by Keidra Chaney
On the surface, it seems like grim times for online publications for women, between Jezebel’s $10,000 body-shaming campaign against Lena Dunham and xoJane’s odious “OMG there’s a black person in my yoga studio!” essay. (I’m not linking to them, look them up.) A perceptive group of readers recognized Jezebel’s fail really early and bailed a few years ago, but xoJane, which has previously published a couple of good pieces on race and sexuality, reached a new level of NO with the yoga piece.
The bad news is, these publications are seen as the gold standard of web journalism for women, at least by the mainstream. They are well-funded and drive tons of traffic. The good news is we absolutely don’t have to read them because there are scores of fantastic publications, blogs, and writers that do what Jez and xoJane do, sans their special brand of clickbait psuedo-feminism. I wanted to highlight a few publications but after putting a call out to friends and relations, I was clued in to a host of other great publications, blogs and writers to the point that I am planning to break this up into a series, the first of which is publications (rather than the blogs of individuals)
Here’s the thing, despite what Bustle.com founder Bryan Goldberg thinks, women reading stuff on the web didn’t start in 2013. For those of us who remember the halcyon (?) days of feminist indie print magazines and even the yayboo era of feminist blogs in the mid 2000’s know there a huge and diverse community of publications that NEED FOR YOU TO READ THEM. And occasionally click on ads/donate money so they can stay alive.
As with everything, this isn’t a definitive list, and I’m not you, so your mileage may vary about the regular content of these pubs. So please save your laundry list of reasons why “X publication is’problematic” because I have no interest in it. but if you have an alternative to said publication, please, please add it in the comments and I’ll add them to the list, so we can push the voices that need to be heard.
Peace, and stay tuned for more.
The publication that’s the closest thing to being Jez or xoJane without being Jez or xoJane these days is probably The Hairpin. Like the aforementioned, The Hairpin is a broad “women’s interest” publication, which means you’ll get your usual posts about fashion, current trending news events, pop culture/gossip YouTube distractions, etc. It’s not a feminist publication explicitly, though they do cover politics, workplace equality, LGBT (the “Ask a queer Chick” column is pretty cool.) Personally I find the editorial tone of The Hairpin is a breath of fresh air compared to the page-view jockeying of many web publications, but (Also see The Toast, featuring former Hairpin writers, it’s little more indie and more feminist in its content focus, IMO.)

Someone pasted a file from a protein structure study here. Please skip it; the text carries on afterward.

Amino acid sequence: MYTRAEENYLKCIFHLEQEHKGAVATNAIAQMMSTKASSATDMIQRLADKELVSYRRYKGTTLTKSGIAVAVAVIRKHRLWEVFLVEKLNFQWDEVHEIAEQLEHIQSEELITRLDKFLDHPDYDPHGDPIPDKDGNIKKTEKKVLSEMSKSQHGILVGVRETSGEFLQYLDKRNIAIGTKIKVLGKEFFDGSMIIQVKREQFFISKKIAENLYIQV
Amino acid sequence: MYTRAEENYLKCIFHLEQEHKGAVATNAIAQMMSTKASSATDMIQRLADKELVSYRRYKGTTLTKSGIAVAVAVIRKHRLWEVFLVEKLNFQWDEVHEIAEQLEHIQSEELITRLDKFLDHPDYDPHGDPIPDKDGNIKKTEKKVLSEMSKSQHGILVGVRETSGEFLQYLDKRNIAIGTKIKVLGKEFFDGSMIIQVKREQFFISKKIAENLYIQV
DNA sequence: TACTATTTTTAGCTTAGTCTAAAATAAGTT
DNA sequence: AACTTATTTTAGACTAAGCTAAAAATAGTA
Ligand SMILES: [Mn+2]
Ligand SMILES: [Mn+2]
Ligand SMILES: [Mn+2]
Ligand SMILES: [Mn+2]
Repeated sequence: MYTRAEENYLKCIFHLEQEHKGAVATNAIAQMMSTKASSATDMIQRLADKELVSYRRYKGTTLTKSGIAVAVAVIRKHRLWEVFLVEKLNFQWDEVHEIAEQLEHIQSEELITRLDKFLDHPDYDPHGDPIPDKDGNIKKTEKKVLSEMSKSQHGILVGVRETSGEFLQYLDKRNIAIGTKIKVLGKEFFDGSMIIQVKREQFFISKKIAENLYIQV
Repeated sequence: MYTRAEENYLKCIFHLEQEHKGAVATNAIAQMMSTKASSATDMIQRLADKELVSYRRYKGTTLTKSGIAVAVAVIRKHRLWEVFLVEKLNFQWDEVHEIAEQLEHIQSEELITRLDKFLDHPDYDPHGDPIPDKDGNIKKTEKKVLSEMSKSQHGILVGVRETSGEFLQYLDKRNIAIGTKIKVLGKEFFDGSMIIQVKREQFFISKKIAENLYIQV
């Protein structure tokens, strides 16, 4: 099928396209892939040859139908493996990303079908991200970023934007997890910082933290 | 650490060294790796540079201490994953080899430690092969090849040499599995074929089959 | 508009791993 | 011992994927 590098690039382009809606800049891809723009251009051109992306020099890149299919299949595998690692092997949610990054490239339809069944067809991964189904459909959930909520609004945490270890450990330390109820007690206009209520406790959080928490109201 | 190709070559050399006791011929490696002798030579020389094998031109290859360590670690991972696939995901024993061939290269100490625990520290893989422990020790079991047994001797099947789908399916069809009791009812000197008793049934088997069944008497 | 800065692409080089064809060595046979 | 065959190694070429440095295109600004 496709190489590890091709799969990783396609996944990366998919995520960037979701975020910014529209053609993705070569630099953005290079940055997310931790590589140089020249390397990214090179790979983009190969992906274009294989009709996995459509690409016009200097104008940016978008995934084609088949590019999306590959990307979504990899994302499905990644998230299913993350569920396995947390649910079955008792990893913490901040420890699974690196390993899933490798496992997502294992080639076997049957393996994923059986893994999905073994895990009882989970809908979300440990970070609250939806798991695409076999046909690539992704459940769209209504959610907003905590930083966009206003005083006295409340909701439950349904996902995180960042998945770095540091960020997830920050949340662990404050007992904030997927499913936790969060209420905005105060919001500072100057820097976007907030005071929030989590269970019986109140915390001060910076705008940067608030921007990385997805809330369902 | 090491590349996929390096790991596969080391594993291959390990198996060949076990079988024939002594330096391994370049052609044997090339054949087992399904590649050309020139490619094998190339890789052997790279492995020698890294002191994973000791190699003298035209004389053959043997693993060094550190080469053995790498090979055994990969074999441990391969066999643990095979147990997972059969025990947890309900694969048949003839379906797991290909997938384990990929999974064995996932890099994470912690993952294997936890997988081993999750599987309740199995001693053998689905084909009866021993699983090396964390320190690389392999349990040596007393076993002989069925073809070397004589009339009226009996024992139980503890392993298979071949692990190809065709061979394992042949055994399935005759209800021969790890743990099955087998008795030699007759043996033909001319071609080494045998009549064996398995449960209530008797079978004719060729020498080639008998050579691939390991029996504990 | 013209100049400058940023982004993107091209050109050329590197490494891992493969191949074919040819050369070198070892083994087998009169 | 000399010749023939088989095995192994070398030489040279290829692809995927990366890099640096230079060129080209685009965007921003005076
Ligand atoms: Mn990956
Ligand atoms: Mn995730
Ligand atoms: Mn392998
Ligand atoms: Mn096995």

For Harriet is like the grad school student older sister of Madame Noire, dealing with many of the same topics of interest to black women but with a much more thoughtful, measured tone. The writing in general is longer, skews a bit older, and is more overtly political/feminist/womanist in its tone. For example, you will likely not find a piece called “Rethinking Biblical Literalism for Our Own Well Being” in Madame Noire. I also enjoy Coloures, an offshoot of For Harriet that focuses on fashion and black women. It’s mostly like a lookbook instead of focusing on writing and commentary, but it’s entertaining, not to mention, a lovely, rare look at fashion that puts black women at the center. (I’d love more general interest publication recs for women of color, please share them in comments!)
For Geeky Ladies
The Skepchick media family describes itself as being more focused on “critical thinking and science” and is less pop culture focused than Bitch Media, though they do tackle issues in music, television and film as well as science journalism/news and general cultural affairs, Think of Skepchick as if Bitch (if she was a person) went to grad school in the sciences or law instead of getting that cultural studies Ph.D.
While a publication like The Mary Sue focuses heavily on geek culture with a focus on women, it has more of a high-level news and information focus. Geek Feminism is heavier on feminist criticism and geek culture. It also has a thoughtful and very detailed commenting policy, which I think is needed more than ever these days.
For Cultural Studies/Pop Culture nerds
I’m biased because Bitch Media gave me my start as a writer many years ago, but even if I had never written for them, they’d be on my list. Along with their excellent print magazine (check out their latest, fantastic Food Issue) Bitch creates thoughtful, nuanced pop culture commentary on the web via blog posts and podcasts. At the point where neither print publishers or tech funders were taking web publishing seriously, Bitch evolved into a multimedia platform/brand and continues to tackle feminism, race, sexuality, disability with integrity.
Persephone is a super-smart publication of meaty cultural writing for women that’s incisive without being trolly. But the real draw of this publication is its thoughtful community of readers and commenters. For example, one of the latest essays is Macklemore, Tim Wise & Anti-Racist Posturing. In the wrong hands an essay like this could blow up and become ground zero for online troll wars. Instead the conversation remains respectful and intelligent. Maybe it’s due to the fact that it’s not yet pulling in the traffic of Jezebel, but I think it has a lot to do with the editorial vision of the publication itself.
(thanks to Sophia M., MShel, Deanna Z, Michi T, Margaret H., Erin W.. Jill H, Jennifer L. for chiming in!)